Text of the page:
So why was she spending so much time on the nest? Eureka! The old gal was broody! That means that she was trying to sit on her eggs to hatch them. This instinct has been largely bred out of laying hens (Certain breeds are more prone to going broody than others). While a hen is being broody, she isn’t laying eggs, which is bad business for egg companies. And she’s also guarding the nest box to the point of shrieking and biting anyone who tries to get her off of it. Fortunately Andie was more docile. She just made a weird noise and puffed her feathers up at me.

So what can you do with a broody hen? You can get a hold of some fertilized eggs for her to hatch. Believe it or not, you can buy fertilized eggs online. The egg hatching isn’t triggered until something/someone warm sits on them. I may explain about this crazy phenomenon more another time. The other option is to “break” a hen of being broody. This was the option for me because I wanted Andie to eat and drink, and also, I can’t house more chickens.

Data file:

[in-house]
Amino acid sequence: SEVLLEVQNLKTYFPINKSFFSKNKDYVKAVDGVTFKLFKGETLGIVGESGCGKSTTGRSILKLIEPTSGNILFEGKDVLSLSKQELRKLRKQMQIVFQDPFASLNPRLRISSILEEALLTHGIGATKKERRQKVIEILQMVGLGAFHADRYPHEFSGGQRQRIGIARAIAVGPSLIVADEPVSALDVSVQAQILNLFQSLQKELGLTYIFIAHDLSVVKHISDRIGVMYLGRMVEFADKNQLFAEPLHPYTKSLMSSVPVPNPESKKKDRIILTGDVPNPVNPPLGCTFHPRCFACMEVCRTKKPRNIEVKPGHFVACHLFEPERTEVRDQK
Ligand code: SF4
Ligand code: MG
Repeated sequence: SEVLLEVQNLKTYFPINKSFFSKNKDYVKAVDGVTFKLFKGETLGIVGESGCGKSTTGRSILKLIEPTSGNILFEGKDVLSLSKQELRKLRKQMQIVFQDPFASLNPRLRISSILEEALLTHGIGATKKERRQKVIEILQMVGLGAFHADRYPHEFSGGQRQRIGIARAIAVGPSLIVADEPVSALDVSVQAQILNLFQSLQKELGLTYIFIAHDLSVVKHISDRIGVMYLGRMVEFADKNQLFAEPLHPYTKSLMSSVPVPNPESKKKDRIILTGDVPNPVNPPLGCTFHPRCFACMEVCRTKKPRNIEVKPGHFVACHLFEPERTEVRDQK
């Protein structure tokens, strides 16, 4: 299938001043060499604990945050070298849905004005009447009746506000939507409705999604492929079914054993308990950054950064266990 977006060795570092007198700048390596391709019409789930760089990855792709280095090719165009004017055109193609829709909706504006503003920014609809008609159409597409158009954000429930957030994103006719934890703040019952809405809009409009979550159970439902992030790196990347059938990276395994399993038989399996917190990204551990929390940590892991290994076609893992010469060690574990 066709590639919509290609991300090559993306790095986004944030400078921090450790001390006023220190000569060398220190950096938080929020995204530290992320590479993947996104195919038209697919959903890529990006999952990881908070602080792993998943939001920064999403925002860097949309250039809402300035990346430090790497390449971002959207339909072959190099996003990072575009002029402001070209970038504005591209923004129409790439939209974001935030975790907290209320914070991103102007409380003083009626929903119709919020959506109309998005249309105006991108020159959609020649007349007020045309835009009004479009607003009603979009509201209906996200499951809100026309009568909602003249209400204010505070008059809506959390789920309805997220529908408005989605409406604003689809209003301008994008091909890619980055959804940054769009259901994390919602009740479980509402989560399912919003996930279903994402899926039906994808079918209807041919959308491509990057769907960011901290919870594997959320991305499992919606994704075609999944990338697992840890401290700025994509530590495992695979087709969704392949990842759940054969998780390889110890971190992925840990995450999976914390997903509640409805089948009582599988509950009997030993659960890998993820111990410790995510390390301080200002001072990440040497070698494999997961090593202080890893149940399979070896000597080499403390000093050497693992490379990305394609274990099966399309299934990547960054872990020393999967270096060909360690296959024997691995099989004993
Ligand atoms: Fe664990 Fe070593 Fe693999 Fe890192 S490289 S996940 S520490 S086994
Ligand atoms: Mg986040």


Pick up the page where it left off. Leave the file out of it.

IMG_3870Neil helped me build a “broody buster”, which is basically a wire cage set off the ground. No bedding should be put in the cage. The idea is that you make it somewhat uncomfortable for them to sit down. The cage is raised to allow air-flow under the hen. And you have it in a bright location, which is exactly where a hen does not want to nest down. I had to provide shade because of the heat. I would have a roasted hen for sure if I hadn’t.

IMG_3881At night we took her out of her little cell and put her in the enclosed part of the run, because I wasn’t confident that a raccoon couldn’t just reach its nasty little paws up and grab her through the bottom of the cage. Unfortunately she just decided to stay inside on the nest in the morning, so we ended up putting a perch in the cage for her to spend the night. After 3 days in her little cage we took her out. She hasn’t gone back to the nest box! Now we just need to encourage her to go back to laying for us.